Your Body After Baby: 5 methods to safely return to fitness following pregnancy

In Pregnancy and Postpartum Pelvic Health by Kristin LeliLeave a Comment

By: Guest Blogger – Kristen Herlihy

On January 16, 2019 at 1:30pm EST PHRC Cofounder Elizabeth Akincilar and Baby Boot Camp instructor Kristen Herlihy will be discussing postpartum fitness! For information on how to tune in and listen, please visit their Facebook page. In the spirit of this talk, Kristen wanted to share her thoughts on our blog.

 

As a Baby Boot Camp perinatal fitness specialist working with moms who are pregnant or newly postpartum, I often see moms who struggle with what is commonly referred to as the “mummy tummy,” or “the pooch.”  Whether they have a brand new baby, a toddler or even an older child, many women find it difficult to feel comfortable and confident with their postpartum body.

In addition to adjusting with the new responsibilities of motherhood, it can be a challenge for women to recover safely and effectively from pregnancy and childbirth.  Their bodies respond differently to the exercise that once made them feel strong and capable, and with a weaker mid-section, tight muscles and new mommy fatigue, getting into any exercise regimen can seem daunting.  Sadly, many women believe that their bodies will never be the same and that they should simply accept the state of their postpartum body.

But it does not have to be this way.  Through proper movement, professional guidance and time, women can not only recover their pre-pregnancy body, they can be stronger than they ever thought possible.  Here are five safe and effective ways to recover following pregnancy so that your can return to your pre-pregnancy fitness and health levels.

As you return to exercise following child birth, time is something that all women should take into consideration.  So often, we are driven by social media or societal expectations to get back into fitness too early. When I was having my first son, I was overwhelmed with magazine covers showing the latest Kardashian mom in a bikini, two weeks postpartum, making it all seem so easy.  

However, the American College of Obstetricians and Gynecologists recommends at least 14-16 weeks following childbirth before moms return to impact fitness.  During this time, moms can take care of these muscles that have been working for 9 months non-stop by walking, stretching and gradual muscle conditioning. Please note that any pelvic pain, discomfort or leakage can and should be treated by a trained professional, such as a pelvic floor physical therapist.  These medical providers can guide a new mom on movements, stretches and modifications that can be done to alleviate symptoms and discomfort.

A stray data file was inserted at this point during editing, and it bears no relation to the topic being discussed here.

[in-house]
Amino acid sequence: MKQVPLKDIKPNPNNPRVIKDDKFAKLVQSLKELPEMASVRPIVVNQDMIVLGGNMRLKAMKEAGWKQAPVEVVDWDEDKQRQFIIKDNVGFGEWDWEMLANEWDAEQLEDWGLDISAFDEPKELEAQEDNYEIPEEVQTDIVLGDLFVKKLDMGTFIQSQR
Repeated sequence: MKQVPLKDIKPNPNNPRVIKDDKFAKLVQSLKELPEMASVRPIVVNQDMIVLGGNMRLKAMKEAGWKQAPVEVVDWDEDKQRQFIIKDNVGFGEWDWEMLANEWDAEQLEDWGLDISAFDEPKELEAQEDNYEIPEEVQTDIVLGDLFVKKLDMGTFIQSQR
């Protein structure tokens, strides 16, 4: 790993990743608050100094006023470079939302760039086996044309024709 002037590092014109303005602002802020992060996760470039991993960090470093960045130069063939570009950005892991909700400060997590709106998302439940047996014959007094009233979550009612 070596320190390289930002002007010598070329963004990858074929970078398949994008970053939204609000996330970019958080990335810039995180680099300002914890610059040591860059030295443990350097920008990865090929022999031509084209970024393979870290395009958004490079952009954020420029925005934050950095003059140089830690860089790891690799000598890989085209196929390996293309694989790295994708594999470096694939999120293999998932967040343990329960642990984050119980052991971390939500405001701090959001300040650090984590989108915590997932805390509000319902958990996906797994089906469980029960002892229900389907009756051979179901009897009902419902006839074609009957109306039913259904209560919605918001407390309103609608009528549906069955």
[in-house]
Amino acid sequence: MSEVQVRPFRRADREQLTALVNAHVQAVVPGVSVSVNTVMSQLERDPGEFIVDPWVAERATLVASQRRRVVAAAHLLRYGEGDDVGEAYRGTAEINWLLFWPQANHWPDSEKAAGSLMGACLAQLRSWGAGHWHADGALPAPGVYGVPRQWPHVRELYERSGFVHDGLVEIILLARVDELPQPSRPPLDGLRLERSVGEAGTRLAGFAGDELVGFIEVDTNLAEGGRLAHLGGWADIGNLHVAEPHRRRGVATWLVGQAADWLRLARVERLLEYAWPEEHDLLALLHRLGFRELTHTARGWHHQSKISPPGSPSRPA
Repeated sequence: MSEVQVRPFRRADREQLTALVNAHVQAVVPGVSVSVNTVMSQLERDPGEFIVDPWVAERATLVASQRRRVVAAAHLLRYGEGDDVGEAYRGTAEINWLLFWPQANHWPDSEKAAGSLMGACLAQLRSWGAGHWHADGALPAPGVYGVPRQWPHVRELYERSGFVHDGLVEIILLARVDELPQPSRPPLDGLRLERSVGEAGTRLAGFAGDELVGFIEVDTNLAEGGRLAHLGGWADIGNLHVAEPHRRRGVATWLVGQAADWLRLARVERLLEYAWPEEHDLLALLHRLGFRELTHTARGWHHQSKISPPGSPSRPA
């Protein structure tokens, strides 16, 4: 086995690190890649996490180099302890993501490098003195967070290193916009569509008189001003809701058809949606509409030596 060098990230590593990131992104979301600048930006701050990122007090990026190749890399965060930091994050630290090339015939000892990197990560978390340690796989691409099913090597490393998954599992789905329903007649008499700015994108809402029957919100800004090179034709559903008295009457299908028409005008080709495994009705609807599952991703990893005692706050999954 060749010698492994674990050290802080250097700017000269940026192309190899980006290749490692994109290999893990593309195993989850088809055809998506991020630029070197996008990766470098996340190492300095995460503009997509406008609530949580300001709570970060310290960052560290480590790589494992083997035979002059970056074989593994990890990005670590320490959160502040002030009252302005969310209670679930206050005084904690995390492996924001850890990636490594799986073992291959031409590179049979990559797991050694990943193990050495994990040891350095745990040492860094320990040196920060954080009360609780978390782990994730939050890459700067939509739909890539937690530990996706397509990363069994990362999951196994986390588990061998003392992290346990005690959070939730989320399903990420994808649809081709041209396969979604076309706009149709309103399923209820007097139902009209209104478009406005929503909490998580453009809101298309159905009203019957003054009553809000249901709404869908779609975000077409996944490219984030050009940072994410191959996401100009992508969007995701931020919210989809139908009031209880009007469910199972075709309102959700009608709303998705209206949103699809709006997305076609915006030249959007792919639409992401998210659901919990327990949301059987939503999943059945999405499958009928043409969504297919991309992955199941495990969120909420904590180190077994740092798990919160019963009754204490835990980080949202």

Second, moms need to think about their bodies from head-to-toe, and not just on individual areas of concern.  Posture is how you sit or stand, or more easily, how your body looks. As for alignment, this is the relationship of the muscles to each other, and how they line up whether you are sitting or standing.  When your alignment is off, as is common during pregnancy and when newly postpartum, you may experience a sore neck, upper back discomfort, lower back pain or even knee pain.

Two cues that I give to all moms returning to fitness is to think of your front and your back – what does that mean?  Try this when standing or sitting – inhale through your nose, exhale through your mouth and draw your belly button in towards your spine.  This helps to engage the deep, inner abdominal muscle known as the transverse abdomnius, which is the muscle that you can feel but not necessarily see.  This is the muscle that helps with posture and will allow you to sit or stand straighter. Next, roll your shoulders down and around, opening up your chest and relaxing your upper back.  With so many of new moms having forward oriented movement, i.e. changing diapers, washing dishes, feeding baby, etc., they tend to have a forward rotation of their shoulders, resulting in pain or discomfort in their upper back.  Just changing the way that you sit or stand can help alleviate a great deal of discomfort.